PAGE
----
Gold brush plating - an introduction

Gold brush plating

Gold is by far the most popular metal to plate using the brush plating technique and spectacular results can be obtained on a wide range of surfaces, both metal and non-metal. Gold brush plating is ideal for small batch plating, plating in situ where removing the item to be plated isn't an option (for example bath taps and door handles), very large objects that would be difficult to fit in a plating tank and selective gold plating of larger objects such as goblets and plating on to non-conductice materials such as plastic or glass.
We sell a wide selection of different kinds of gold brush plating solutions for different applications, so you should find just the right kind of brush plating solution you need from our online shop.

Gold is an easy metal to plate with


Gold is one of the easiest metals to electroplate, mainly due to the fact that it is almost inert; that is to say, it does not react with other chemicals. For this reason it forms an excellent undercoat for plating onto passive metals, for example high chromium-nickel containing alloys such as stainless steel.

A selection of antiques that have been up-cycled with our Gold Brush Plating Solution. Some of these items have been selectively gold plated, which is much easier with the brush plating technique.

Rose gold, green gold, white gold...

Our K-Gold plating solution can be mixed with our specially designed Coloured Metal Mixers to produce a wide range of different coloured gold finishes. This flexibility means you can match all the most popular shades of gold found in bathrooms by mixing our KGold solution with our gold mixers. Rose gold is also easy to create using the same method, making it possible to match many of the commonly found shades of gold in precious jewellery.

The technique of creating your own bespoke shade of gold using our gold mixers is inexpensive as you don’t need to keep bulk supplies of all the different shades and colours of gold and you only mix what you need to do the job.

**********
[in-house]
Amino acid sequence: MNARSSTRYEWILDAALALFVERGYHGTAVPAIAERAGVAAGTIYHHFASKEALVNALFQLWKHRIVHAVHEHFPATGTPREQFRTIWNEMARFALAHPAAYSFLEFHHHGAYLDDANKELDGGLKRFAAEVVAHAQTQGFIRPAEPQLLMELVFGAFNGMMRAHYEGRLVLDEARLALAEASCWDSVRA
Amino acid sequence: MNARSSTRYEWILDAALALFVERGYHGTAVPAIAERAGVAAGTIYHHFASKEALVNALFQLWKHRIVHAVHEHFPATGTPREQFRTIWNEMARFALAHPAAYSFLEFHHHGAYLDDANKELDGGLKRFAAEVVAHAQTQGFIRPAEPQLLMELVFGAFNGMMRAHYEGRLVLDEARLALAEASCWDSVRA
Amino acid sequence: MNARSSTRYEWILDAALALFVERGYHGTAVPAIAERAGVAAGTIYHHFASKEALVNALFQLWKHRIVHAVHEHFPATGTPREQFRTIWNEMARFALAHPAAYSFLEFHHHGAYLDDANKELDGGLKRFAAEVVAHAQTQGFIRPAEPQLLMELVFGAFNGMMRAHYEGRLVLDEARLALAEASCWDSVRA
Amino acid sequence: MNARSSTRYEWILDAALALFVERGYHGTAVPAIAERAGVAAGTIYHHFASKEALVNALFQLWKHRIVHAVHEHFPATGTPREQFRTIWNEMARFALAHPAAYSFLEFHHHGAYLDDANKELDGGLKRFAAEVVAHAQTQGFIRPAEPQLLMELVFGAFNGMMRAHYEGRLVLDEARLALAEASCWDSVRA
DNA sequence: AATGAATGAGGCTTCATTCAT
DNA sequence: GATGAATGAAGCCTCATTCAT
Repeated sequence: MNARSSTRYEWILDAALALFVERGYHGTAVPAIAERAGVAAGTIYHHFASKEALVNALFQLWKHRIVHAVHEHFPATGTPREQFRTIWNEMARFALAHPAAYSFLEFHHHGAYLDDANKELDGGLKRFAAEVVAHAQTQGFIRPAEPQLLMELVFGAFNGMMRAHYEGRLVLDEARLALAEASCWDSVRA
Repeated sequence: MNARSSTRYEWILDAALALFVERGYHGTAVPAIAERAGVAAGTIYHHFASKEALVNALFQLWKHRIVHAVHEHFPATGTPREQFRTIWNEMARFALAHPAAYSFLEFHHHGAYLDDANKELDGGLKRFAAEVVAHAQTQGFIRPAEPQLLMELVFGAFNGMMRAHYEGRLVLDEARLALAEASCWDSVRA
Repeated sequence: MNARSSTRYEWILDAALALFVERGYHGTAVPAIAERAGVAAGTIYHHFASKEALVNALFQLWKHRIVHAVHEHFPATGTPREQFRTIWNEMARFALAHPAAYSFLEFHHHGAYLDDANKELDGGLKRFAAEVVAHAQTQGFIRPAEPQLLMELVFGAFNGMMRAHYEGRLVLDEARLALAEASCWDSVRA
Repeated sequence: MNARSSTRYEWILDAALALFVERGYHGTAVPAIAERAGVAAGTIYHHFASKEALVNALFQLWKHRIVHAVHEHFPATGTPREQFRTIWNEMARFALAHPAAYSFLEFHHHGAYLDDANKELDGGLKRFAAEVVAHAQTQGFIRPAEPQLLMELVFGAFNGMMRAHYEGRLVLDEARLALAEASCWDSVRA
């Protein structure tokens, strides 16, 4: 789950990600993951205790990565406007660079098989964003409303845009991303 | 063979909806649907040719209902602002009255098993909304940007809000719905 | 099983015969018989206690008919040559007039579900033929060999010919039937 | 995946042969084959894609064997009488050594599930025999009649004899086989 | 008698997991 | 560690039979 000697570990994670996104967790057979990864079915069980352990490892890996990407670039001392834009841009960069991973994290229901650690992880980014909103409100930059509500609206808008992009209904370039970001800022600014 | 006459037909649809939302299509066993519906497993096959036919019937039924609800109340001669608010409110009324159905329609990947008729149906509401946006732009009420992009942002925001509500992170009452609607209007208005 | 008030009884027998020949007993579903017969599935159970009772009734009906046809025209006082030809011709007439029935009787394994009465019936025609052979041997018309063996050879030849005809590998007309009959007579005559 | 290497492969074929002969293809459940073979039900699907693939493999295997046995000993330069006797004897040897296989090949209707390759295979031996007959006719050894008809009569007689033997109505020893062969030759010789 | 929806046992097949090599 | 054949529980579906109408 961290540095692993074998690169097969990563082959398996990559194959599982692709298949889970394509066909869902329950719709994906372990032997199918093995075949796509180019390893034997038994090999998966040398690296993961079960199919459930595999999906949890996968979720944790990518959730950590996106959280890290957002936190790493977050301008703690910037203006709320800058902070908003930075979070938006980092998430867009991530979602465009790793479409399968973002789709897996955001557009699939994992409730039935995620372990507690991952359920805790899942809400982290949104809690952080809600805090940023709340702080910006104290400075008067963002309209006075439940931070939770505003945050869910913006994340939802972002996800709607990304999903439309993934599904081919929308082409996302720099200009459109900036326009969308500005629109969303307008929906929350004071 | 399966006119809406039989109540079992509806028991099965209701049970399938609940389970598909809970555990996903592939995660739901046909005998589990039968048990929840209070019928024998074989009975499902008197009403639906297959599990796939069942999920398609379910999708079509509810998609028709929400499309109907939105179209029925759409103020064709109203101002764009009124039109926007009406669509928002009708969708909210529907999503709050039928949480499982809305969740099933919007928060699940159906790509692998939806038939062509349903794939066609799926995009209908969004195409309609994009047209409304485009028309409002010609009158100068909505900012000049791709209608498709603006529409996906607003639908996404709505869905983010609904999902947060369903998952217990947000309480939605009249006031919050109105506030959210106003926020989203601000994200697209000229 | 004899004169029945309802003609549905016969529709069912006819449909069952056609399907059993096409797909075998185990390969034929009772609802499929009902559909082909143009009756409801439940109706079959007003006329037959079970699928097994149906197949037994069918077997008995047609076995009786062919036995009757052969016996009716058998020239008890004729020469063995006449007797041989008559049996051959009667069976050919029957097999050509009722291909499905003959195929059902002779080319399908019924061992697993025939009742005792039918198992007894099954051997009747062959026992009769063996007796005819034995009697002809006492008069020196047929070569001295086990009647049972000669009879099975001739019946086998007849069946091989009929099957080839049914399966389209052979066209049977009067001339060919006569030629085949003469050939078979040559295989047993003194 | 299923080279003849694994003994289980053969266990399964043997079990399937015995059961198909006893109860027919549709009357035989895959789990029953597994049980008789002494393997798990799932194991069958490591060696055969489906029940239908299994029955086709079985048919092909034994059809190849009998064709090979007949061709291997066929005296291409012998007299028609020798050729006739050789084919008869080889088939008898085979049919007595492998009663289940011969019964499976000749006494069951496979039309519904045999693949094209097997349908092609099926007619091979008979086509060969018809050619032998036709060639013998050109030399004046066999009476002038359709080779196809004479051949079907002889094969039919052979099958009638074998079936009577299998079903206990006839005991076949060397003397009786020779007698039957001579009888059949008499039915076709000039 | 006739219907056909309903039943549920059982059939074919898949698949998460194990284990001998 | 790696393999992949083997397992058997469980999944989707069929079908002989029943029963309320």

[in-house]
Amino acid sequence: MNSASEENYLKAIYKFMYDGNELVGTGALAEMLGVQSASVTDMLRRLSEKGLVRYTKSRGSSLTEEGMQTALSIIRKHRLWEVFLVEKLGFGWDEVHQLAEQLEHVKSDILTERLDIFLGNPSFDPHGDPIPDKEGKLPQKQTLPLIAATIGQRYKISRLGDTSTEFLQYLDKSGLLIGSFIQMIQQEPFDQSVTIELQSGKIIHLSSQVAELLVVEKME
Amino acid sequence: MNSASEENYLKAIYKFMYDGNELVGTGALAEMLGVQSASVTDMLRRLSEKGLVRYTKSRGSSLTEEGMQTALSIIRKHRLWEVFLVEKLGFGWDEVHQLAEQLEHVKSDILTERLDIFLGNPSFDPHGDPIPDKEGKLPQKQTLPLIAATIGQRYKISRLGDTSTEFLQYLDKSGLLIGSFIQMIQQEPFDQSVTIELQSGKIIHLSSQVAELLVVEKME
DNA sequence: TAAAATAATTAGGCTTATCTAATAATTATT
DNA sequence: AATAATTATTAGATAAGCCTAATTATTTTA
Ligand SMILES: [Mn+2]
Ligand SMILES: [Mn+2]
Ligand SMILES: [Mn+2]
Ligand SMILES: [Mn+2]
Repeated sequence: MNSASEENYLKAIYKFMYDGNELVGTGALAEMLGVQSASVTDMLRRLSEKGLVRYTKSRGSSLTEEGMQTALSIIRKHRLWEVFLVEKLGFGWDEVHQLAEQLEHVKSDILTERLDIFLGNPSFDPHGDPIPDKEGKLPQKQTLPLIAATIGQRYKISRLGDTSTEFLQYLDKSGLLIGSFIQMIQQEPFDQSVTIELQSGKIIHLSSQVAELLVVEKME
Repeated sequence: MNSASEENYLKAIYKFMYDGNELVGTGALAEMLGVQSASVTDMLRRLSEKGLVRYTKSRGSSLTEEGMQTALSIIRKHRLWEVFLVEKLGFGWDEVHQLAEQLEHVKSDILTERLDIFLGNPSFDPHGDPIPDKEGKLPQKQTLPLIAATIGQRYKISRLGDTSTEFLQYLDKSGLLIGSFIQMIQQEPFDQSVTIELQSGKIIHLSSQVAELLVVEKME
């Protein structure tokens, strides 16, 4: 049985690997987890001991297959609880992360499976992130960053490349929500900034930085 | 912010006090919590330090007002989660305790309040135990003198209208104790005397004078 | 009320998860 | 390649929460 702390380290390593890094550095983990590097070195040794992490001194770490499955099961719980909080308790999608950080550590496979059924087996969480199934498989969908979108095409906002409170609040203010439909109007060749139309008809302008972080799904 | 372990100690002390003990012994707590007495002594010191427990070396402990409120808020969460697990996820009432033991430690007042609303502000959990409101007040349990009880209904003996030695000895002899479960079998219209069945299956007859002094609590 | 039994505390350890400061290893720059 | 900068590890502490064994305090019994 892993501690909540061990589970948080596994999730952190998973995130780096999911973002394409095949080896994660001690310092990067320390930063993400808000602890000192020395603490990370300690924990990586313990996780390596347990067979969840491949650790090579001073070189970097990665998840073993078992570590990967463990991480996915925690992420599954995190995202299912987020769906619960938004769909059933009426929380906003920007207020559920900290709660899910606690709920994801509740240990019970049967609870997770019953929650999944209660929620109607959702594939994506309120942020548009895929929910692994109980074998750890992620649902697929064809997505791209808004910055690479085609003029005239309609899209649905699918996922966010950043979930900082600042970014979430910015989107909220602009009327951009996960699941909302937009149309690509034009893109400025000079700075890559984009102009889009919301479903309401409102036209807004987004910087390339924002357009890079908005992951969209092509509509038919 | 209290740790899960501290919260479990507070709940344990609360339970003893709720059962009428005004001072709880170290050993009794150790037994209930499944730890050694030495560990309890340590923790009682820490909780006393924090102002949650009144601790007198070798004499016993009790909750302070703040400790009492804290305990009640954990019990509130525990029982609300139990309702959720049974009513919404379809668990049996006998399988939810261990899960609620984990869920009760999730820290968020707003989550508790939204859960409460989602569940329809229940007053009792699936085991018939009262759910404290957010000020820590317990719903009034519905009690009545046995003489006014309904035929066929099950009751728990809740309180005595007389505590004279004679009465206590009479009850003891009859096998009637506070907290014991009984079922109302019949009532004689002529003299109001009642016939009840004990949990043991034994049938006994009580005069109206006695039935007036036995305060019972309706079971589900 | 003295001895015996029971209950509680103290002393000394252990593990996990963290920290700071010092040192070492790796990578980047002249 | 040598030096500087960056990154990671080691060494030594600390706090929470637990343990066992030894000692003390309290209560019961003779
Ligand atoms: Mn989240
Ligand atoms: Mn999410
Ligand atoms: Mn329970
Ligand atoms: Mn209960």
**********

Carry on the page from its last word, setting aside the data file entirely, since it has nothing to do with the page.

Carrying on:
How to be economical with your gold solution

Gold brush plating solution can be mixed with our Thickener to form a gel. The great advantage of this is that the plating solution stays on the work and doesn’t run off. This not only helps to build up a thicker layer of plate faster, but also cuts down on wastage of your gold plating solution.

NB – all of our other plating solutions can also be mixed with Thickener, so you can use the same Thickener for most of our other brush plating solutions.

Gold Plating Trouble Shooting

What to do if you experience any problems with your gold brush plating;

Type of problem Possible reason What to do
No plating taking place Incomplete electrical circuit.
Surface not clean enough.
Surface inactive.
Check all electrical connections and clean if necessary.
Make sure the swab is fully soaked in solution.
Hand polish with MPU, clean and re-plate.
Check that surface is conductive with one of our
Conductivity Testers.
When using Coloured Metal Mixers, gold is plating but the wrong shade. Incorrect mixing.
Solution is contaminated.
Refer to the gold mixing table.
Make sure the swab is clean and well rinsed with deionised water before plating. Don’t pour used solution back into its storage bottle.
Plating flaking off when plating nickel
and nickel containing alloys.
Surface of work inactive because of ineffective activation.
Reactivation with MPU or ActiClean is necessary as you are plating a nickel containing alloy; make sure you cover all areas.
Plate wears off very quickly on
corners/edges of work.
Voltage too high. Reduce voltage to 5-6 volts for plating corners/edges.
Dull patches of plate appearing. Surface inactive.
Surface of work insufficiently polished.
Clean with MPU, making sure you cover all areas.
Plate peeling/no plating around hinges on hinged articles such as boxes. Polishing compounds and preparation chemicals still present on surface of work.
Contamination from oil oozing from hinges.
Dry your work thoroughly and clean with a little lighter fuel by squirting it directly into the hinge or onto the work’s surface. Allow the fluid to evaporate, then re-plate.

2 responses to “Gold brush plating – an introduction and troubleshooting”

  1. Hiya, I gold plate nickel fishing spinner blades but struggle with the runny liquid and the floppy sponge tips. Wiuld be a great time saver to drip a whole string(wire) of them in a bath but looking at you site I guess the thicknet and the tips that look like lambs wool might do? I only make a few a week to order so cant go into it big time. All suggestions will be gratefully recieved and maybe you could put together a kit of basic essentials for me? Steve Homewood Facebook SJH Fishing Tackle

    • No problem with that and no need to put a swab on if you’re plating in a beaker.
      Simply put the positive electrode in a beaker (without the swab on) then put your spinner blade(s) in either move the spinner plates or electrode to provide agitation.
      If they go dark or black, reduce the voltage until they come out gold.
      Either that or use our online gold tank plating calculator to estimate times and amps and cost:

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